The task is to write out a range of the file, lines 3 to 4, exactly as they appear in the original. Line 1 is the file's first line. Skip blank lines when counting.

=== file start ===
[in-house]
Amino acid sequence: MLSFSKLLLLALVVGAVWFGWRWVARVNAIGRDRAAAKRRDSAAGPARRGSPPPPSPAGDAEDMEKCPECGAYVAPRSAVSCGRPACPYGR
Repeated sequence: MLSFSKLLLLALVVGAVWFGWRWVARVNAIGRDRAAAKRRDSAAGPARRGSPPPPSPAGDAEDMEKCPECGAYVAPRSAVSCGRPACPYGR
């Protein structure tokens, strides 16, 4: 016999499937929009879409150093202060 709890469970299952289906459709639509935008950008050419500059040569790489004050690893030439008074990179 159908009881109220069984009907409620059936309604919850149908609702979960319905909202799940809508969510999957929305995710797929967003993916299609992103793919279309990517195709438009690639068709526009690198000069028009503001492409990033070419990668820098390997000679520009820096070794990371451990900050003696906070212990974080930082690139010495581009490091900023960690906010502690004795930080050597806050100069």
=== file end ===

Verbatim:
Repeated sequence: MLSFSKLLLLALVVGAVWFGWRWVARVNAIGRDRAAAKRRDSAAGPARRGSPPPPSPAGDAEDMEKCPECGAYVAPRSAVSCGRPACPYGR
């Protein structure tokens, strides 16, 4: 016999499937929009879409150093202060 709890469970299952289906459709639509935008950008050419500059040569790489004050690893030439008074990179 159908009881109220069984009907409620059936309604919850149908609702979960319905909202799940809508969510999957929305995710797929967003993916299609992103793919279309990517195709438009690639068709526009690198000069028009503001492409990033070419990668820098390997000679520009820096070794990371451990900050003696906070212990974080930082690139010495581009490091900023960690906010502690004795930080050597806050100069």